9 July What’s Your Legacy As a Solo?
By Mary Young
After my grandmother died, her choicest possessions quickly found new homes. Everything else wound up in my uncle’s basement in New Hampshire, waiting until someone decided what should go to the dump. Nana had been the youngest child in a family that liked to save things, so she had inherited the personal effects of three generations: old bank statements, scarves and costume jewelry, button boxes, and comic valentines. By the time I got there, young cousins had pawed through the boxes and unearthed treasures of their own. It looked like the scene of a home-invasion.
But one area looked relatively undisturbed. There, off in a far corner, were the earthly remains of my great uncle John and his wife Lou, who had moved from New England “out west” to Niagara Falls. They rarely visited. They never had children. Once they died, their collection of newspaper clippings, snapshots, and personal records had passed from one elderly sibling to the next, eventually reaching its final resting place here in the cellar.
I wondered why, for all these months, nobody had touched this pile, and then it dawned on me. No one was interested in the story of Uncle John and Aunt Lou’s life because none of us—adults or children—felt it was part of our story, too. We weren’t their children or grandchildren. They were only a vague memory to me. My cousins’ children had probably never heard of them.
That’s a risk that we without children may face: that our lives might not have meaning to future generations, that our days on this earth will soon be wiped from anyone’s memory. It’s a grim thought, but not an inevitability.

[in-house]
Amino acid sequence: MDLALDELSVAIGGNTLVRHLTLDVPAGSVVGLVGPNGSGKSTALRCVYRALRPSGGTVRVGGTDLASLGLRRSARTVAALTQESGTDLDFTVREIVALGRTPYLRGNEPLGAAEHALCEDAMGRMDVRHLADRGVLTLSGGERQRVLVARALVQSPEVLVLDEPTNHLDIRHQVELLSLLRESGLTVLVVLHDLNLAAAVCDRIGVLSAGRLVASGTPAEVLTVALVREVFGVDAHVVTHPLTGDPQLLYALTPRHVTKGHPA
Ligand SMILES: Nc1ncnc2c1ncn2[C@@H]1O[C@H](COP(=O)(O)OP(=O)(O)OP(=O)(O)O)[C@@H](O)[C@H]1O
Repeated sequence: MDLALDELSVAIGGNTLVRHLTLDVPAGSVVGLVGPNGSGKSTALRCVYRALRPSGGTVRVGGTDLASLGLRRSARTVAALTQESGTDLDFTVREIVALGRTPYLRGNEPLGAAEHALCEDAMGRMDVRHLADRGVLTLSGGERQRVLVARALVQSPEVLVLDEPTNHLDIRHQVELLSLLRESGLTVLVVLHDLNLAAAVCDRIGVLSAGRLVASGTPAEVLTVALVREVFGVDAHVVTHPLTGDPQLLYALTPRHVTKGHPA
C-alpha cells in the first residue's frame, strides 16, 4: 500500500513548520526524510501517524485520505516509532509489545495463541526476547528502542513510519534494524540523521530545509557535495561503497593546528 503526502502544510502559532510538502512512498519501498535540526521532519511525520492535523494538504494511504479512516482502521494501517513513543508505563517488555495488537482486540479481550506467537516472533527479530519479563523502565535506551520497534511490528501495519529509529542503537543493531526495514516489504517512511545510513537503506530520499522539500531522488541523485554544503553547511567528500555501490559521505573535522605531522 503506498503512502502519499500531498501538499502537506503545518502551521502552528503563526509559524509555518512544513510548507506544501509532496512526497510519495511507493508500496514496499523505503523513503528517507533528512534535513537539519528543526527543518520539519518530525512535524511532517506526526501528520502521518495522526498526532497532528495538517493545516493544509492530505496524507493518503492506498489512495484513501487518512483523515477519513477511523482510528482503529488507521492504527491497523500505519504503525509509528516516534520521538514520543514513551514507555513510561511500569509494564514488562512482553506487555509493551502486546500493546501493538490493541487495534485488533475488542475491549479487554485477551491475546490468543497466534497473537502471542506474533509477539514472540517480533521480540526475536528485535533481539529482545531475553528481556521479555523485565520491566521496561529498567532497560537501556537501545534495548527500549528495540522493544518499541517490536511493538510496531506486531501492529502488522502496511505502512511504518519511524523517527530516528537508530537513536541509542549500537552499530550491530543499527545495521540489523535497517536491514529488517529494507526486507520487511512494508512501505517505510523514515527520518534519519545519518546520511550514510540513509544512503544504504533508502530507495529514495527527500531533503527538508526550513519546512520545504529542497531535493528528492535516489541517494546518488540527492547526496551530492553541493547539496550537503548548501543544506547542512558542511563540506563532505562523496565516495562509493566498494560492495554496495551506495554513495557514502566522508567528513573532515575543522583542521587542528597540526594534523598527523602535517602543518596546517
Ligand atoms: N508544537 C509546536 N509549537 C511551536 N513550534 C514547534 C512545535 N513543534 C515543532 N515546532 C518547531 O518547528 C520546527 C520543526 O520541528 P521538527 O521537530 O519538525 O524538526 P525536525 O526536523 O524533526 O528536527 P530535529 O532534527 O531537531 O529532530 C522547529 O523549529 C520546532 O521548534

My own defense against forgotten-ness is to write stories about my life, hoping that my nieces and nephews and perhaps even their children will find them engaging enough to read. But there are many ways that solos can carve their initials onto the soft wood of the world to shout, “I was here!”
One of my favorite children’s books is Barbara Cooney’s Miss Rumphius. In her own day, she might have been referred to as a spinster or old maid, although today we would call her an “aging solo.” Miss Rumphius lives with her two cats and a cockatiel in a gingerbread cottage on the coast of Maine, where she is visited by her great-niece and other local children. They come to see her treasures and listen to stories about her travels to tropical islands, jungles, and snow-capped mountains. They also come for her cookies.
No doubt these children will always remember the snowy-haired lady. Perhaps they will also remember the advice her grandfather had given her as a girl, which she passes on to them. No matter where you go or what you do in your life, she says, “you must do something to make the world more beautiful.”
Miss Rumphius also left another legacy. When she wasn’t entertaining neighborhood kids, she walked the grassy pathways, scattering lupine seeds that eventually begat the generations of pink and purple lupines that dot Maine’s hillsides.
Every solo should read Miss Rumphius and take its message to heart. Like the book’s namesake, they can live wonderful lives filled with rich social connections. They can also leave a legacy. It could be a collection of family stories, a box of prized recipes, a financial gift to a young person, a contribution to the public library, a skill or knowledge that we pass along―anything that, one way or another, leaves the world more beautiful.
A wise rabbi once said that each of us dies two times: once when we take our final breath and once when there is no one left who remembers our name.
How will you be remembered? What is the legacy you wish to pass down? How can you leave the world a more beautiful place?
Mary Young, D.B.A. is Research Director for Davis Financial Group.